It’s 2016 and everyone wants you to be their friend. Or at least like them. Or connect with them. Or download their freaking app. And then rate it every time you use it. Honestly, who’s got the time?
First off, I debated whether to use freaking or its coarser synonym. I asked myself, what would Sister Kevin do? I don’t pretend to have a direct line to Jesus, so I never ask what he would do. But I did go to a parochial grade school and for reasons that still escape me, the nuns there all had men’s names. Well, I sort of know, the church being a patriarchy and all. I don’t channel Sister Kevin either, but I’m guessing she’d go for “freaking” and would probably have qualms about even that.
Anyway, Wikipedia tells me that there are oodles of social networking sites. Its list of major active social sites has 211 of them! Of course it includes the ones we all know — Facebook, LinkedIn, Twitter, Snapchat, Tumblr, etc. But you also find Vampirefreaks.com (guess what that’s for), VK (Facebook for Russia so Putin can purge all the imperialist dogma from the site that isn’t Russian imperialist dogma), and Makeoutclub (online smooching? Who knows—I didn’t sign up so couldn’t say). Of course the Wiki list is a bit off, as it lists Facebook as #2 but doesn’t list #1. Maybe Snowden knows why.
At the end of the day, most of these sites work because they offer anyone with internet access a way to do something — whether it’s posting cat videos, finding a spouse or a job, or recruiting disaffected youth to join ISIS and go kill infidels.
But what interests me about social sites is how they make money, for without money they won’t draw the traffic they need to draw advertisers, advertising being the subject at hand. Digital advertising either has or will soon surpass TV advertising in terms of dollars. That shift is a pretty big deal for people who make ads. Will that shift change ads? Well, yes and no. We all see banners but happily, we will see fewer of them because nobody clicks on them unless their headline is something like WIN FREE SEX, surely the best headline ever written since it contains three of the most potent words used by advertisers everywhere. But maybe our exposure to this sort of thing is changing the go-to clickbait words. Would you click on WIN FREE SEX?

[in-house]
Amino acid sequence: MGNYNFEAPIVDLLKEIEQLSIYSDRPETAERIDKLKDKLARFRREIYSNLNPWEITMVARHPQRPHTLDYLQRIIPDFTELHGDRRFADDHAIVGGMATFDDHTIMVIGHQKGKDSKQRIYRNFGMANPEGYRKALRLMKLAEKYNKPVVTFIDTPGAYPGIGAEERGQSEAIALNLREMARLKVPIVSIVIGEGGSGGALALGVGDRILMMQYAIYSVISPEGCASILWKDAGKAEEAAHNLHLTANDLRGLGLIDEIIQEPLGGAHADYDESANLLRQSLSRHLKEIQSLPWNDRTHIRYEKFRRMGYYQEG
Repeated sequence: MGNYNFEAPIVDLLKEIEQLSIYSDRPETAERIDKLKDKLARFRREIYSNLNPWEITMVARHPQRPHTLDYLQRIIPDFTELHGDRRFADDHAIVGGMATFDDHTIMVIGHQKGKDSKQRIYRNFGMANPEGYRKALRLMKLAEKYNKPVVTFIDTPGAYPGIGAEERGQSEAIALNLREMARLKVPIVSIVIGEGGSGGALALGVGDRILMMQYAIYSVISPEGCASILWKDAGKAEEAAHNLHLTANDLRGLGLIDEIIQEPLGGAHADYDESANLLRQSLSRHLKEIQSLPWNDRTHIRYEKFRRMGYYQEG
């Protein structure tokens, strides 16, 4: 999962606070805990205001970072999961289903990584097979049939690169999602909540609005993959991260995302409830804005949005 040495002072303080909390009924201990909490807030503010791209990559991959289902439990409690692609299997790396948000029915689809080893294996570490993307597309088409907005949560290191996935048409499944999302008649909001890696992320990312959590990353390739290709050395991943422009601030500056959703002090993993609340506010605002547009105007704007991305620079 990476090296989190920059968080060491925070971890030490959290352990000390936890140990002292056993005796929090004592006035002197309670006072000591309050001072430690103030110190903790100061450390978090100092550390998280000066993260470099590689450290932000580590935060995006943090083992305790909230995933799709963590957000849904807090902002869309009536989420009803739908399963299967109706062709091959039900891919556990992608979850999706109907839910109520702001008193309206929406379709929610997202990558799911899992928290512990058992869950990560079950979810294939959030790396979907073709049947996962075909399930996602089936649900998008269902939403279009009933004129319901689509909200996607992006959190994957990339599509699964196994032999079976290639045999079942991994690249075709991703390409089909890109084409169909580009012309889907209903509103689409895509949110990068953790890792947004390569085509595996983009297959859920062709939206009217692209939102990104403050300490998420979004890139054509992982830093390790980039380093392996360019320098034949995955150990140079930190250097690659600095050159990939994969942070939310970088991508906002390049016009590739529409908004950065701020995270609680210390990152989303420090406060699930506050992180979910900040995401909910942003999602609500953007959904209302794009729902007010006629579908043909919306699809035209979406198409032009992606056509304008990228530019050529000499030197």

Like everyone, I spend lots of time online. Too much, probably. So I see lots of ads, mostly those that align with my recent searches or site visits — reflecting all that big data being used in algorithms purporting to know what I give a damn about. I’m still seeing ads for sandals even though I bought the sandals I wanted two months ago. This sort of targeting works for a brief time, but I wish they’d get better at turning the damn thing off. And what about plain old talk-to-guys-where-they-are advertising, you know, like ESPN? It’s surprising how little advertising shows up on the ESPN site given its popularity. Maybe the big data crunching feedback loop and ad posting machine sees me as terrible spender so decided talking to this guy isn’t worth it. Don’t I wish! What’s really interesting about more and more online ads is this tiny, tiny little flag that shows up on so many banners like this one for AT&T:
See it there, at the top right? AdChoices? What the hell! You mean I can choose what sort of ads I can see? When I clicked on it I got this:
Wow, Ghostery Enterprise? How’d they come up with that name? And when will the lawyers at Snapchat decide it’s time to sue for logo infringement?
And what’s with “no-opt out provided”? That must cost somebody extra. Ya think? Ah, internet trolling — what’s not to love? But I digress. I clicked on the “opt out all” and then was told:
“Your browser is currently blocking 3rd party cookies. Many companies use 3rd party cookies to remember that you have opted out, so you will need to enable them if you want all of the opt-outs on this page to work.”
In red! How clever! If I turn off the cookie blocker for the handful of ad companies on the list, I’ll open myself up to all the ones who aren’t on the list. Sounds suspicious to me. But what do I know? At least with channel surfing before my trusty old TV, I could just go somewhere else, mostly to the ads on the other channel that seemed to appear at about the same time as the ones on the channel I just left.